How Grateful Are You?
How Grateful Are You?
Last week, I had one of the most touching experiences since we moved to Portland. Many friends helped me organize a fantastic event to increase the awareness of #lupus and the #lupuswalk in Portland.
It all happened very fast. A quick conversation over a cup of coffee, and suddenly an army of warm hearts, stepped up to make a difference in thousands of lives they don’t even know.
What is lupus?
As I was talking to “A”, my friend who kick-started this venture, one of her initial questions was – “what is lupus, and how does it affect you? You always look great!”
“A” and I have been friends for a couple of years. She briefly knew about my flares, and the professional hurdles I have been through for the past few months. She has a heart of gold. She is smart, connected, and attuned to everything that is going on. But we had never ‘really’ talked about lupus because I didn’t want to.
The Largest Asset
For many people, wealth, power, and beauty are their primary goals. Living in Silicon Valley showed me the power of money. With several booming startups, there is a lot of attention to what you have and who you know – the latest device, the coolest car, and the neighborhood you live in.
This is part of living in a material world. We tend to show off what we want people to see, rather than who we are, and what we go through. Nevertheless, the newest car, purse, and shoes will be old in about one year, maybe less. That is the power of time. All the ‘stuff,’ including our bodies, get old.
While I am not advocating to start sharing all our daily challenges with strangers, I believe we should open up with those who care and are invested in our wellbeing.
New Me, New Life
Living with a chronic disease made my view of life change forever. For the better, I guess. Achieving what has been viewed as success was not enough to keep my health in place. Working long hours affected my ability to invest in friendships, health, and exercise. I paid a high price for my professional dreams.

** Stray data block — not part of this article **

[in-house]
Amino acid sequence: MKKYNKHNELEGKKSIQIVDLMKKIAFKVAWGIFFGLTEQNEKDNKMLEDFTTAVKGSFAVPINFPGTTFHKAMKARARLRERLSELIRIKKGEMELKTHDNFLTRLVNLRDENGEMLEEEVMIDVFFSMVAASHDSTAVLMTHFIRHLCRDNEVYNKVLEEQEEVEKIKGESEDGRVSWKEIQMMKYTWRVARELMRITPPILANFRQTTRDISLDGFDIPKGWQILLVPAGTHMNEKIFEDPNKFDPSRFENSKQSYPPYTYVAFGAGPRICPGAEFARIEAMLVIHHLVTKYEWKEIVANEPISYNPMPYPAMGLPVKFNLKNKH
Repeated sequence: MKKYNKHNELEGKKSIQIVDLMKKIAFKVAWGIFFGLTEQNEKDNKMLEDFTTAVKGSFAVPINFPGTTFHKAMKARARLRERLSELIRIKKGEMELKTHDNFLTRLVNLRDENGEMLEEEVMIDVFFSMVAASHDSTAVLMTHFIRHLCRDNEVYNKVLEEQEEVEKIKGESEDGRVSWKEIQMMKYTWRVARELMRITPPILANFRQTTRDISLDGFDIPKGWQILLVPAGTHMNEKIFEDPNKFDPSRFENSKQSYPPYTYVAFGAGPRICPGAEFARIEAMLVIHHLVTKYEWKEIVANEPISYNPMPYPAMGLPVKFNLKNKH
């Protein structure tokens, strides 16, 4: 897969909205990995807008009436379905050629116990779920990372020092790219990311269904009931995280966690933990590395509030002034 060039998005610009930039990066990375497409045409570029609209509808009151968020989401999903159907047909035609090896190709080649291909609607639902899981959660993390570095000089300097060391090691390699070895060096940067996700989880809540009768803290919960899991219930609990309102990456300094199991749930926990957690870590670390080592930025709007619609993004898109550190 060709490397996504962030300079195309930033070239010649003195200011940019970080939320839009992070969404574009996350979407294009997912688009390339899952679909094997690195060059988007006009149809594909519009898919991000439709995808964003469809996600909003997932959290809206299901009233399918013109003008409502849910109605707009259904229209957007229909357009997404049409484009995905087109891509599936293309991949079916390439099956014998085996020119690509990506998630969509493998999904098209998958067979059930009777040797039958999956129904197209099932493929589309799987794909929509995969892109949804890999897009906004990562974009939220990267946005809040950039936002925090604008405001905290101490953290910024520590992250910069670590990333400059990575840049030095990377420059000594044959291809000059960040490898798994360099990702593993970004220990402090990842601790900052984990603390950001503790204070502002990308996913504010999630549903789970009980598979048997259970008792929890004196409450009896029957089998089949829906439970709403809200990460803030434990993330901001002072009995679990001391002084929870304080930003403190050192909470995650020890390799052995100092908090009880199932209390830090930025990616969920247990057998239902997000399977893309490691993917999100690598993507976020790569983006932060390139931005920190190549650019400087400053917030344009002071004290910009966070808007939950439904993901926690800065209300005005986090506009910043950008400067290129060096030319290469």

I guess we all get a wakeup call at some point in life. It can be a disappointment, a broken marriage, a significant loss, such as a beloved one, or our health – mental and physical.
And that’s when our greatest asset and opportunity pop up.
In my dictionary, my hugest asset comprises of my family and friends who are present, hold my hand, and help me move forward when life shuts a door on my face. And that is what happened last week.
People whose names I did not know, offered to help, from planning to executing the event. They came from different parts of Portland, and Washington state. An army of holy hands, helping up with the venue organization, preparing food to sell during intermission, and spreading the word out and cleaning up after.
The experience turned out great. The 100-year-old chapel where the performance took place was beautiful, the music played was full of melody and romance, and everyone was happy.
I heard from many people how they were leaving the event, knowing what lupus is and wanting to do more. These attendees will be seeds of compassion, sharing the importance of community support for lupus, and are likely to come to future events in support of patients and awareness.
These dozens of friends are living proof of the impact a little act of love can have in other’s lives. Each one of us can step up and make a difference. It’s on us, our choice.
It is a fact: sixteen thousand people are diagnosed every year in the United States. Five million worldwide. Ninety percent are women between 15-44 years old. Daughters, wives, and mothers that can have their dreams torn apart, and families that don’t understand what it is happening don’t know how to help.
Lupus is a life-changing condition for many – directly and indirectly. But together, we can all help change this story.
I invite you to hug a friend and family member today, show them how much you care and appreciate them. Gratitude is the first step to happiness. The time is now, and it is worth it. So, why wait?